The TN liquid crystal cell has the structure as shown in FIG. 1. Two glass substrates 3A and 3B are opposite to each other, and transparent electrodes 3C and 3D are respectively formed on the inner surfaces of the opposing glass substrates. In this case, the transparent electrodes 3C serve as signal or segment electrodes, and the transparent electrode 3D on the glass substrate 3B serves as a common electrode. Opaque electrodes 3F made of a metal such as chrominum are formed on the transparent electrode 3D. An aligning film 3J is formed on exposed portions of the glass substrate 3A and the transparent electrodes 3C. An aligning film 3K is formed on the exposed portions of the transparent electrode 3D and the opaque metal electrodes 3F. A polarizing plate 3G is formed on the outer surface of the glass substrate 3A. Similarly, a polarizing plate 3H is formed on the outer surface of the glass substrate 3B. The polarizing plates 3G and 3H constitute crossed nicols. A double-frequency driven liquid crystal 3I is sealed in a space between the aligning films 3J and 3K, thereby preparing a liquid crystal shutter. When a voltage of low frequency is applied across the electrodes 3C and 3D through the liquid crystal 3I, light is not transmitted through the electrodes 3C and 3D, so that the portions indicated by reference numeral 3E serve as shutters, as shown in FIG. 2. The liquid crystal shutter has the double-frequency driven liquid crystal whose dielectric anisotropy is inverted at a frequency fC, as shown in FIG. 3. The double-frequency driven liquid crystal comprises a nematic liquid crystal whose cross over frequency fC (at which the dielectric anisotropy becomes zero) is less than 100 kHz at ordinary temperature. This nematic liquid crystal contains an optically active substance. The direction of dielectric anisotropy is positive at a frequency fL which is lower than the cross over frequency fC. The direction of dielectric anisotropy becomes negative at a frequency fH which is higher than the cross over frequency fC. In the double-frequency driven liquid crystal having the property described above, when a low-frequency (fL) voltage is applied across the electrodes, the liquid crystal molecules are aligned parallel to the direction of an electric field. However, when a high-frequency (fH) voltage is applied across the electrodes, the molecules are aligned perpendicular to the direction of the electric field. Since the polarizing plates 3G and 3H are arranged such that their polarizing axes are orthogonal to each other, the shutter portions 3E shield light when the low-frequency (fL) voltage is applied across the electrodes. However, the shutter portions 3E transmit light when the high-frequency (fH) voltage is applied across the electrodes.

In the liquid crystal shutter having the construction described above, the hatched portion in FIG. 2 can always transmit light. The light component from the hatched portion irradiates the photosensitive drum, which disables the formation of a desired latent image thereon. In order to solve this problem, a mask is used to cover the hatched portion. However, manufacture of the mask complicates the fabrication process, and the construction of the liquid crystal shutter also becomes complicated. In particular, when the mask is prepared by using an opaque electrode made of a metal such as chrominum, the opposing area between the mask electrode and the lead electrode is increased, and the capacitance therebetween is increased. As a result, the power consumption of the liquid crystal shutter is increased, resulting in an economical disadvantage.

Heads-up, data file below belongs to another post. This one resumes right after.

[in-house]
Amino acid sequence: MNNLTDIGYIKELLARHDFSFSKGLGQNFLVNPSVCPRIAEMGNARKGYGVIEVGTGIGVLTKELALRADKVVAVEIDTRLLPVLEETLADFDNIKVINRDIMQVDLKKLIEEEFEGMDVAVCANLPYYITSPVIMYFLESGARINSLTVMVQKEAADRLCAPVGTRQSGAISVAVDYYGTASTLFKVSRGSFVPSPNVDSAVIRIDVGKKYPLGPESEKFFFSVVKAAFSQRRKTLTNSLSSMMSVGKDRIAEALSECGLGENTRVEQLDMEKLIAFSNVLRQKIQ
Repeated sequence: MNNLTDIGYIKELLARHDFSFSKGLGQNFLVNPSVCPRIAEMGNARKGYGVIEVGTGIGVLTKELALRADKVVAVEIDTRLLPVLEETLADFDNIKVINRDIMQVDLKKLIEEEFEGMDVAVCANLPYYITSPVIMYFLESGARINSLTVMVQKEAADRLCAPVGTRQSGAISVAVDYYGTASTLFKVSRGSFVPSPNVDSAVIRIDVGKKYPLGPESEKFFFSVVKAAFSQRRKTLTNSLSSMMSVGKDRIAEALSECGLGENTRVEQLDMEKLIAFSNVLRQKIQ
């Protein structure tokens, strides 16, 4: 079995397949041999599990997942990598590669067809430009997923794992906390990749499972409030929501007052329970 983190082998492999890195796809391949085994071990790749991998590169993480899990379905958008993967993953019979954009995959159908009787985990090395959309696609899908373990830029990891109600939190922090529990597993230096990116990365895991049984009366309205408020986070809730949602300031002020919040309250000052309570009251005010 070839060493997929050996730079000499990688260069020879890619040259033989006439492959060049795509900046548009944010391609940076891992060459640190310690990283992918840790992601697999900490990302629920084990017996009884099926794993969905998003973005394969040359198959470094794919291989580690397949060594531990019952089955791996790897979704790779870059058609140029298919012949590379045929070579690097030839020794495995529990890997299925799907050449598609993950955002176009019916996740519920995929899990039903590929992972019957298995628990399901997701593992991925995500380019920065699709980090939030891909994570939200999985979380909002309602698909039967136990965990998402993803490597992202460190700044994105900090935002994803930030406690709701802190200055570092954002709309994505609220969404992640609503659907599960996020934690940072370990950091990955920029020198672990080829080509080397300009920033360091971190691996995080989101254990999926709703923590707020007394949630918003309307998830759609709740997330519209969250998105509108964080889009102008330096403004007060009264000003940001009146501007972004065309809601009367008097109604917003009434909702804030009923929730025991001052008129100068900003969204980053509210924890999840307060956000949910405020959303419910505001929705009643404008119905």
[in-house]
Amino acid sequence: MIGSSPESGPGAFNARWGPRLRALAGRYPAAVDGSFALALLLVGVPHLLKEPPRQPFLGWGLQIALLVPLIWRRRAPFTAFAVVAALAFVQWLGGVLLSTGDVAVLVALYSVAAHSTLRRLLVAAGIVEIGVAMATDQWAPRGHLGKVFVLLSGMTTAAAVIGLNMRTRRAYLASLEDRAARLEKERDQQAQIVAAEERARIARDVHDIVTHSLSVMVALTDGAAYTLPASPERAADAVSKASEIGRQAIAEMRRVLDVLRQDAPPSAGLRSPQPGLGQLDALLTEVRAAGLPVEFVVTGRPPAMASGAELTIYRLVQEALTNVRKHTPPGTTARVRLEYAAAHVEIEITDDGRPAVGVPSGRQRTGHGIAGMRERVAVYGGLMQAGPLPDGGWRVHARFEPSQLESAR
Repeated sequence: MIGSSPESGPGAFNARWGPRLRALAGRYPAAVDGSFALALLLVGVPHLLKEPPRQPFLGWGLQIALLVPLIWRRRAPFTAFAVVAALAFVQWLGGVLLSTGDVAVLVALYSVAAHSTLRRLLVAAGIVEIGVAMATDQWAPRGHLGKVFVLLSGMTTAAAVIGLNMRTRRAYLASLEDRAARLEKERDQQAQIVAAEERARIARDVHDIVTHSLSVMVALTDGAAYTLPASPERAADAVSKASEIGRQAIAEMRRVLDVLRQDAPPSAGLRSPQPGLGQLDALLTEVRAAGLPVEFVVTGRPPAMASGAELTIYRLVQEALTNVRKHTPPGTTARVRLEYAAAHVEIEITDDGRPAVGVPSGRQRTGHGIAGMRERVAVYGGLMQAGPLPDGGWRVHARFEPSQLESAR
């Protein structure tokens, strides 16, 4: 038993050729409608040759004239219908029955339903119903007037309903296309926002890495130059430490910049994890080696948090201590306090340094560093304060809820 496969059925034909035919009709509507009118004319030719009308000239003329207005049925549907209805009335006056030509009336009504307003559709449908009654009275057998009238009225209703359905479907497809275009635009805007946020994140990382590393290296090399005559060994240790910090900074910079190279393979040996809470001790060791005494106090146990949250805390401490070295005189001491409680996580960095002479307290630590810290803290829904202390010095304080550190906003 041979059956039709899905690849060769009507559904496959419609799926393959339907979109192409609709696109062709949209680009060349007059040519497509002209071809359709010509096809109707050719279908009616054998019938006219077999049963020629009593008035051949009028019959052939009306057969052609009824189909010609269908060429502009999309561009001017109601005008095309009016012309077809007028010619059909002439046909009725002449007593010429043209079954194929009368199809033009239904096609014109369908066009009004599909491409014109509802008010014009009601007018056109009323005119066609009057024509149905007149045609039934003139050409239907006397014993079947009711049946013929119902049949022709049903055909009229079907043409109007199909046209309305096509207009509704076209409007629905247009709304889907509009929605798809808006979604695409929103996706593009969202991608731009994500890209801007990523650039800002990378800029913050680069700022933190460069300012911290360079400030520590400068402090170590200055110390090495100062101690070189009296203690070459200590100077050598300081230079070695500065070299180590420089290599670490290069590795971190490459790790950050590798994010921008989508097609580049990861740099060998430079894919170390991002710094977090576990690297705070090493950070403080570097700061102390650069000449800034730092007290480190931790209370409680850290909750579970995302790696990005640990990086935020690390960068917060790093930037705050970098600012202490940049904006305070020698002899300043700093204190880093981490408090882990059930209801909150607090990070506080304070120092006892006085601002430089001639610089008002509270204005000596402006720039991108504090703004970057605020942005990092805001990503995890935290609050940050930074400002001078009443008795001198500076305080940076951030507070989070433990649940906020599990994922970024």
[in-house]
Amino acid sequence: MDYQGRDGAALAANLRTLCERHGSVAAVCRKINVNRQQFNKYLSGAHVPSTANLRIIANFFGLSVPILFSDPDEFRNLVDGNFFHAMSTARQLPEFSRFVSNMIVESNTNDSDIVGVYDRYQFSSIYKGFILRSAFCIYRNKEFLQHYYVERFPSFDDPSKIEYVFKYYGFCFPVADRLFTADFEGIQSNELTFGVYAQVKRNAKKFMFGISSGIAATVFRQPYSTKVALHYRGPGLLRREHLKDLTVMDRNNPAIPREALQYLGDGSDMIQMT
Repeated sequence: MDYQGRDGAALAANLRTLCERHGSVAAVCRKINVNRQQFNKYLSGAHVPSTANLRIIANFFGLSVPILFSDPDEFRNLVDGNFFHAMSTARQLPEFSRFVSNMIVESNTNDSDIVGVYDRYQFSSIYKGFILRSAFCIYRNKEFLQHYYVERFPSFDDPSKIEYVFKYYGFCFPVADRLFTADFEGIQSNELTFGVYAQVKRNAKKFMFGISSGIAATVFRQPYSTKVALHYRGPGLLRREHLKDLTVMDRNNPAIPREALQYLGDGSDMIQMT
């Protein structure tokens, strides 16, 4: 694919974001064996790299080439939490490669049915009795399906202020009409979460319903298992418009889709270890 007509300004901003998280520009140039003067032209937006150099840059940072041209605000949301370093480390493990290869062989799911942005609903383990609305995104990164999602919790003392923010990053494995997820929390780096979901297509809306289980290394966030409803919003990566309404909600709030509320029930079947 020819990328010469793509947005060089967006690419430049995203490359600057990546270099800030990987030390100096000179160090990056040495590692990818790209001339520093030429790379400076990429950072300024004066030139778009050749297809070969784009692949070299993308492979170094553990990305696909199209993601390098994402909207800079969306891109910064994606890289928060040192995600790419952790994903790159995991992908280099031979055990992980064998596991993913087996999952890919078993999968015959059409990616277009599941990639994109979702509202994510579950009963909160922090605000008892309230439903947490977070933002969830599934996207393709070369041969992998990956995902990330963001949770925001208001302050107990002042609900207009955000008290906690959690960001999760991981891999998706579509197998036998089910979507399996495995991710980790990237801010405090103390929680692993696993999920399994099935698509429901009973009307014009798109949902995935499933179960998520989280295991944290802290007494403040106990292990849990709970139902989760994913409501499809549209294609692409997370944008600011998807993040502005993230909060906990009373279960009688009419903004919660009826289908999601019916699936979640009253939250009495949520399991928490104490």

In addition, the TN liquid crystal cell used in the conventional electrophotographic printer contains an optically active substance such as a chiral nematic liquid crystal so as to shorten the response time. This leads to the following drawback. Optically active substance is contained in the TN type cell, so that the liquid crystal molecules are twisted by between about 270 degrees and 450 degrees. The twist angle changes in accordance with a gap between the glass substrates of the liquid crystal cell. High-precision control of the twist angle is therefore demanded. In addition, when the liquid crystal molecules are twisted and applied with a voltage, and the molecular axes of the liquid crystal are homogeneously to the direction of the electric field, the response time of the cell is short. However, when the liquid crystal molecules are deenergized and returned to the initial alignment, the cell has a long response time. In other words, the response time for turning off the microshutter includes a time delay for twisting the liquid crystal molecules.

Furthermore, since the twist angle of the liquid crystal molecules is as large as 270 degrees to 450 degrees, the vibration plane of light transmitted through the cell which light has been polarized by one polarizing plate is turned in accordance with the twist angle. Since the cell has a large twist angle, light scattering becomes large, thereby decreasing the contrast. For this reason, a high-intensity light source must be used under the assumption that light is greatly scattered. In addition to this disadvantage, when a temperature of the liquid crystal material changes, the twist angle of the liquid crystal molecules also changes, thereby destabilizing the contrast and the response time. Therefore, a temperature control device must be used to precisely control the temperature of the liquid crystal cell.

SUMMARY OF THE INVENTION

It is an object of the present invention to provide a simple image forming apparatus which eliminates the drawbacks of the conventional liquid crystal shutter having a liquid crystal cell, and which can be easily fabricated.

It is another object of the present invention to provide an image forming apparatus capable of forming an image at high speed.